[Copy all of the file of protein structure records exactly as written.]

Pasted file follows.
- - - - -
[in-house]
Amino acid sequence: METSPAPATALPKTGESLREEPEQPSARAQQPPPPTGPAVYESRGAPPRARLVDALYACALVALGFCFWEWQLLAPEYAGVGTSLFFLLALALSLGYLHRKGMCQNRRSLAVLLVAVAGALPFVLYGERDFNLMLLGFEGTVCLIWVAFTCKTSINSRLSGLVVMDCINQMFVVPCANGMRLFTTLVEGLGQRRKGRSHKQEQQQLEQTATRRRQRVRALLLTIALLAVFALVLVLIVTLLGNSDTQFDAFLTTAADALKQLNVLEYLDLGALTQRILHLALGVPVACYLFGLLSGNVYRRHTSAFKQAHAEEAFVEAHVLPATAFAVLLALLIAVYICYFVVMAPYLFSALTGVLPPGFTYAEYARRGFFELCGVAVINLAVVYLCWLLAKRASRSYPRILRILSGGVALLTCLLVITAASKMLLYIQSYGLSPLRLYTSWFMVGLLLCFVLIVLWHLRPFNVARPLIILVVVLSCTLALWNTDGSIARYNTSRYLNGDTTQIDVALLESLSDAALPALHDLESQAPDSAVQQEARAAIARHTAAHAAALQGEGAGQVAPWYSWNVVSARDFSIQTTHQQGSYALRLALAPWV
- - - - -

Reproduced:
[in-house]
Amino acid sequence: METSPAPATALPKTGESLREEPEQPSARAQQPPPPTGPAVYESRGAPPRARLVDALYACALVALGFCFWEWQLLAPEYAGVGTSLFFLLALALSLGYLHRKGMCQNRRSLAVLLVAVAGALPFVLYGERDFNLMLLGFEGTVCLIWVAFTCKTSINSRLSGLVVMDCINQMFVVPCANGMRLFTTLVEGLGQRRKGRSHKQEQQQLEQTATRRRQRVRALLLTIALLAVFALVLVLIVTLLGNSDTQFDAFLTTAADALKQLNVLEYLDLGALTQRILHLALGVPVACYLFGLLSGNVYRRHTSAFKQAHAEEAFVEAHVLPATAFAVLLALLIAVYICYFVVMAPYLFSALTGVLPPGFTYAEYARRGFFELCGVAVINLAVVYLCWLLAKRASRSYPRILRILSGGVALLTCLLVITAASKMLLYIQSYGLSPLRLYTSWFMVGLLLCFVLIVLWHLRPFNVARPLIILVVVLSCTLALWNTDGSIARYNTSRYLNGDTTQIDVALLESLSDAALPALHDLESQAPDSAVQQEARAAIARHTAAHAAALQGEGAGQVAPWYSWNVVSARDFSIQTTHQQGSYALRLALAPWV